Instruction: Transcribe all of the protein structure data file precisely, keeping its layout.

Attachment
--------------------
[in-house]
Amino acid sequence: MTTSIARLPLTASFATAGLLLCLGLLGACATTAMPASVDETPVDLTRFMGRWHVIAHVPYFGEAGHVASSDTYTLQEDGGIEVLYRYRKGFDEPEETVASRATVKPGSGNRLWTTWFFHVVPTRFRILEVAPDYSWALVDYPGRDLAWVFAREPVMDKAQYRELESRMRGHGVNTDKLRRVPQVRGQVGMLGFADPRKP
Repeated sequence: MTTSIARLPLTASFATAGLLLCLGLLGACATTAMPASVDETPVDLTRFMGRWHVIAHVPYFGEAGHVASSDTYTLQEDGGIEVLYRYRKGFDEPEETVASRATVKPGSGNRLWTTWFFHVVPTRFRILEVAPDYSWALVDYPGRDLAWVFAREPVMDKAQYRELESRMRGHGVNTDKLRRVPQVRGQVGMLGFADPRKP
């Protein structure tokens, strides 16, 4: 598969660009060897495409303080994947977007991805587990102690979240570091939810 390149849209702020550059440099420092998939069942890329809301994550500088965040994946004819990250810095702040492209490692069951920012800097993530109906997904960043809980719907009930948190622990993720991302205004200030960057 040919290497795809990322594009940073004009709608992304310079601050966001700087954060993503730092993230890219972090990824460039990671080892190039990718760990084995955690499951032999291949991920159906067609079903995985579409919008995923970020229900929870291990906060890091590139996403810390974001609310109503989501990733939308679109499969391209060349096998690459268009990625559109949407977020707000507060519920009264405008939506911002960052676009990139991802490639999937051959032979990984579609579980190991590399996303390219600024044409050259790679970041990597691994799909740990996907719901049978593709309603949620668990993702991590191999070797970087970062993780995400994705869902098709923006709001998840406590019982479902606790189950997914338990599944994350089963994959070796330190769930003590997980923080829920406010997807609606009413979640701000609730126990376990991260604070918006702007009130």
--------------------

[in-house]
Amino acid sequence: MTTSIARLPLTASFATAGLLLCLGLLGACATTAMPASVDETPVDLTRFMGRWHVIAHVPYFGEAGHVASSDTYTLQEDGGIEVLYRYRKGFDEPEETVASRATVKPGSGNRLWTTWFFHVVPTRFRILEVAPDYSWALVDYPGRDLAWVFAREPVMDKAQYRELESRMRGHGVNTDKLRRVPQVRGQVGMLGFADPRKP
Repeated sequence: MTTSIARLPLTASFATAGLLLCLGLLGACATTAMPASVDETPVDLTRFMGRWHVIAHVPYFGEAGHVASSDTYTLQEDGGIEVLYRYRKGFDEPEETVASRATVKPGSGNRLWTTWFFHVVPTRFRILEVAPDYSWALVDYPGRDLAWVFAREPVMDKAQYRELESRMRGHGVNTDKLRRVPQVRGQVGMLGFADPRKP
């Protein structure tokens, strides 16, 4: 598969660009060897495409303080994947977007991805587990102690979240570091939810 390149849209702020550059440099420092998939069942890329809301994550500088965040994946004819990250810095702040492209490692069951920012800097993530109906997904960043809980719907009930948190622990993720991302205004200030960057 040919290497795809990322594009940073004009709608992304310079601050966001700087954060993503730092993230890219972090990824460039990671080892190039990718760990084995955690499951032999291949991920159906067609079903995985579409919008995923970020229900929870291990906060890091590139996403810390974001609310109503989501990733939308679109499969391209060349096998690459268009990625559109949407977020707000507060519920009264405008939506911002960052676009990139991802490639999937051959032979990984579609579980190991590399996303390219600024044409050259790679970041990597691994799909740990996907719901049978593709309603949620668990993702991590191999070797970087970062993780995400994705869902098709923006709001998840406590019982479902606790189950997914338990599944994350089963994959070796330190769930003590997980923080829920406010997807609606009413979640701000609730126990376990991260604070918006702007009130």